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Pros: Simple and intuitive design; animated 3D models with text aid understanding.
Cons: No audio or text-to-speech features; not yet possible for teachers and students to build their own models.
Bottom Line: These 3D STEM models will certainly engage students when added to lessons, but usefulness is limited by a lack of creation options.
Teachers can use JigSpace to introduce or explain different concepts, such as tectonic plates, how a battery works, the scale of the solar system, the structure of the human brain, the D-Day landing strategy, and more. Most students will love seeing the objects in front of them and moving around to get a closer look. While doing so, students will likely gain a better understanding of certain abstract ideas and concepts -- as long as there's teacher guidance.
To get the most out of JigSpace, teachers will want to design activities that will help students use what they're looking at to learn. Yes, students could just look at the Jig and read the text that comes with it. However, students could also take screenshots of different components of the Mars Curiosity Rover, and use these as a basis for a podcast or short video explaining what makes these components critical. Similarly, students watching a Jig with shifting tectonic plates could write or record a journal entry documenting the imagined experience and what steps they could take to be safe. The text will likely not be accessible for most younger students, but even so, they can use the app with guidance and have a class discussion about their observations.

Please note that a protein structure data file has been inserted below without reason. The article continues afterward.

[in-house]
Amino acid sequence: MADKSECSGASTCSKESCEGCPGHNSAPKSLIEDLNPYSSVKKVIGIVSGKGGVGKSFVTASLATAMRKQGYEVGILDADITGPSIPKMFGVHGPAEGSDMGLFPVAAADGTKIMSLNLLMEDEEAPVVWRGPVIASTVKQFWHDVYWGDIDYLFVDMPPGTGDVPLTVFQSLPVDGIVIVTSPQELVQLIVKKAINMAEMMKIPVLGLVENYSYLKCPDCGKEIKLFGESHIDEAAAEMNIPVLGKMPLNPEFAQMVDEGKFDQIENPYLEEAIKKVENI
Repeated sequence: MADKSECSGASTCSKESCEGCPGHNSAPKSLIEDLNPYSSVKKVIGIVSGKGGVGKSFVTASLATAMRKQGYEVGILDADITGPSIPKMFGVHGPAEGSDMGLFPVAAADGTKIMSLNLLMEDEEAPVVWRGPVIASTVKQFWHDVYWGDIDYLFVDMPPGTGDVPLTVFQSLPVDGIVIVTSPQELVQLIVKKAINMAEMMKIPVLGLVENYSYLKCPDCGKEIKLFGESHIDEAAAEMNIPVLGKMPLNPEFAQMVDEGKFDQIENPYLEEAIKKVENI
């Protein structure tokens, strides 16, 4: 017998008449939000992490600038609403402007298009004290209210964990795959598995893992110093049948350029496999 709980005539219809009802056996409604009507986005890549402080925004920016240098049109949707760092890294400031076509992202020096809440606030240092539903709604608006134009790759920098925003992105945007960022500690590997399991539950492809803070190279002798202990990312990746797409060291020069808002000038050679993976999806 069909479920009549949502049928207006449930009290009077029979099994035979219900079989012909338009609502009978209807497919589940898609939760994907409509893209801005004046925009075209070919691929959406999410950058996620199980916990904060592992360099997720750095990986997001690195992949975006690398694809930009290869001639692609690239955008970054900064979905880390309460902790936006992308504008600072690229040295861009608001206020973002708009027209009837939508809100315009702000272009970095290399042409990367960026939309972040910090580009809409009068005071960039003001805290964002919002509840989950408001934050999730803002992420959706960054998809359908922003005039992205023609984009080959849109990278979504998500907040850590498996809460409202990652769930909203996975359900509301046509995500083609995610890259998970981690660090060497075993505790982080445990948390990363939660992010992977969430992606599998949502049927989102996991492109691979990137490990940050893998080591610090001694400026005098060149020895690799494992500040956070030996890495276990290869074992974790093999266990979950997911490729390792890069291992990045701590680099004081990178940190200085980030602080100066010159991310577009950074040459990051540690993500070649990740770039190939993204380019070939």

JigSpace is an app for iOS, Mac, and Windows that uses augmented reality (AR) to explore machines, inventions, space, how-to topics, and more. Simply launch the app, select the desired 3D model (called a Jig), and point the camera at a table or the floor. JigSpace will load the object right there, giving students the opportunity to move around the object and inspect it more closely. Arrows on the side of the screen allow students to progress through the Jig, cycling through different animations and brief explanatory text. The animations often take the form of a 3D exploded diagram. For example, the Curiosity Mars Rover will come apart, literally highlighting certain areas that the text is referencing. Tapping certain parts of the Jig will bring up a label if one is available. Students can enlarge, shrink, and rotate a Jig by using two fingers on the screen.
JigSpace can help teachers spark interest in a particular lesson, but the number of uses will be limited by the 50 or so Jigs available. The breadth of different concepts in these Jigs includes not only academic-oriented 3D models but also life skills like cleaning a refrigerator, learning how to tell if an egg has spoiled, and repairing a hole in sheetrock. Of course, such Jigs won't be useful to all teachers, but this variety may serve to inspire teachers to create their own (through a promised upcoming feature). The lack of audio features, as well as text that's aimed at older students, certainly limit the app. Teachers will need to intentionally design activities around the Jigs to connect what students are seeing to the learning already taking place in class.
JigSpace developers make it clear via messages in the app that they'll soon be offering a workspace for teachers to create their own Jigs. If the tools are powerful and simple enough to use, teachers would be able to use JigSpace in any content area. Hopefully, these Jigs will be available for other teachers to download and use. If students could also access the tools, they could have a powerful learning experience building a model and writing their own explanatory text. An option to add sound effects and voiced narration would take learning a step further.